The discovery was made by a research team led by Dr. Michael Levin, Saskatchewan Chair in Multiple Sclerosis Clinical Research at the University of Saskatchewan’s (U of S) College of Medicine, who made the announcement at the 2018 International Society of Neuroimmunology Meeting in Brisbane, Australia.
“In healthy people, stress granules protect nerve cells. The discovery of abnormal stress granules in nerve cells of an MS patient unveils a new mechanism of disease, which may lead to new treatments for this devastating disease that strikes people early in their life and career,” said Levin.
Stress granules were previously found to lead to nerve cell death or damage in other neurologic diseases such as amyotrophic lateral sclerosis and some types of dementia, but this is the first time they have been implicated in association with MS. MS is the most common disease of the nervous system in young adults, and is believed to be autoimmune, meaning the body’s own immune system attacks the brain and spinal cord. This creates permanent damage that results in symptoms such as visual loss, paralysis, pain and sexual dysfunction.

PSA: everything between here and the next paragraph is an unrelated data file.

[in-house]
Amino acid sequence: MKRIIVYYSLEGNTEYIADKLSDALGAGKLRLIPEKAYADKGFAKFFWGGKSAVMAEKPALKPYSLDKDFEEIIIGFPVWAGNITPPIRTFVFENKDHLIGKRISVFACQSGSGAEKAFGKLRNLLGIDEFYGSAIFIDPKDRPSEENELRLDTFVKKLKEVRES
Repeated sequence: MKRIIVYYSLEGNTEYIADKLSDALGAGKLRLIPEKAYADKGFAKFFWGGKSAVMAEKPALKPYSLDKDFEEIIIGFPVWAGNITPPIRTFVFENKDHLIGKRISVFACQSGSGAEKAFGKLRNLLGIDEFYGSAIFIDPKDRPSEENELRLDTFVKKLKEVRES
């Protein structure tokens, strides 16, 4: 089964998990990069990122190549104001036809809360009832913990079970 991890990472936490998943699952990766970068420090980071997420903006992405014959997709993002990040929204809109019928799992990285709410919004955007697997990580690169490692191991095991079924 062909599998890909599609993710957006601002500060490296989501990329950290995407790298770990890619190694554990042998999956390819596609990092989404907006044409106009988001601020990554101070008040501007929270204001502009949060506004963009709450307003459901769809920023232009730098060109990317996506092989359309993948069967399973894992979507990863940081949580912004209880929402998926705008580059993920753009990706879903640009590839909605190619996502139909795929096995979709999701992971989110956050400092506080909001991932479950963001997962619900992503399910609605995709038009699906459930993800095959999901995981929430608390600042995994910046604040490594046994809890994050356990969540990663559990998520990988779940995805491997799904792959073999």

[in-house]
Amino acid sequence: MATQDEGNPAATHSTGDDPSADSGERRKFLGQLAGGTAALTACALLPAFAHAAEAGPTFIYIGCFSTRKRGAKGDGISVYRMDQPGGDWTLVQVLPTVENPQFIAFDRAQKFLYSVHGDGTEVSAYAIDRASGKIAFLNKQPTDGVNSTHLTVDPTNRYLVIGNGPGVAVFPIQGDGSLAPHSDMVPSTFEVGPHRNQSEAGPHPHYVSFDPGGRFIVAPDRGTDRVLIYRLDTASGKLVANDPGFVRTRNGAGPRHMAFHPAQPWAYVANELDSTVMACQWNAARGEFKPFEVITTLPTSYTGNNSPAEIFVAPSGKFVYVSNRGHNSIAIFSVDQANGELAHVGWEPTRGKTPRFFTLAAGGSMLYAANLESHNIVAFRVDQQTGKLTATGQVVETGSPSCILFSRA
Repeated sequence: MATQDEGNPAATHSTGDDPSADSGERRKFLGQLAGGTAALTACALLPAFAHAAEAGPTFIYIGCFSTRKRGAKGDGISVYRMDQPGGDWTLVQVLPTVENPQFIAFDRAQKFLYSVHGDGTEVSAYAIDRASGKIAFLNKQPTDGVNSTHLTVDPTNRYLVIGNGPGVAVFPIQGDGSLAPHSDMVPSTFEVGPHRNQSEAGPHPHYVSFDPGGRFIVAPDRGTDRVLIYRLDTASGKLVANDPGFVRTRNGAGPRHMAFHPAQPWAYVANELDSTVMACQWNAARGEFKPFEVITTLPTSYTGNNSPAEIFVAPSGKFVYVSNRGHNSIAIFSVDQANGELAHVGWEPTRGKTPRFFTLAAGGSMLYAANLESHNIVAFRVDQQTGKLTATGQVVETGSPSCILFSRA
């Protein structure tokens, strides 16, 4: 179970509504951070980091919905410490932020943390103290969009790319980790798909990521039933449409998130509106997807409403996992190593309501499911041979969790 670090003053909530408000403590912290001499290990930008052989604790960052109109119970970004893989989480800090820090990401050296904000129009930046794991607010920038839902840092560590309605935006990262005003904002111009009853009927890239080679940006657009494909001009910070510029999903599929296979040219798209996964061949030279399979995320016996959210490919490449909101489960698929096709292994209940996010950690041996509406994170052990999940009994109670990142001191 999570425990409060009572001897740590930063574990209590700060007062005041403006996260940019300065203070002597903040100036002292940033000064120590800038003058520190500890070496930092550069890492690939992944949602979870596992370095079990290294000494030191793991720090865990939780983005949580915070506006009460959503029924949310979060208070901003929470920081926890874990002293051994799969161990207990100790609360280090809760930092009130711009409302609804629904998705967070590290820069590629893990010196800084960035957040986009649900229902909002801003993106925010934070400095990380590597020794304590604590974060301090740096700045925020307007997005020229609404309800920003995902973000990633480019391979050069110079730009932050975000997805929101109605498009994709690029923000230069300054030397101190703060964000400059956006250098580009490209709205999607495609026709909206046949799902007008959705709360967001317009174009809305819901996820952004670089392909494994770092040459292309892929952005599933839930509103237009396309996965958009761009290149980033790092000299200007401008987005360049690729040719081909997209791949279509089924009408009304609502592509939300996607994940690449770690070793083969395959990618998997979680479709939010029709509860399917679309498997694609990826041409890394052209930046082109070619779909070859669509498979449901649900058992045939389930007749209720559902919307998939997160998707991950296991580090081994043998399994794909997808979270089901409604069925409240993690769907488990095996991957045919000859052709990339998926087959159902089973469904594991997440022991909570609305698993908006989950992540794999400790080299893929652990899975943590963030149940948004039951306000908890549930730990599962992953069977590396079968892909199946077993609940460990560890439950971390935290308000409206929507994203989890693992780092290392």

“While the cause of these abnormal stress granules in people with MS is not entirely clear, we do know it is related to the body’s immune response and to a molecule called interferon-gamma, in particular. This discovery could pave the way for research into new drugs that could break down these abnormal stress granules and potentially slow or reverse the course of MS,” Levin said.
Read more on the university's news site.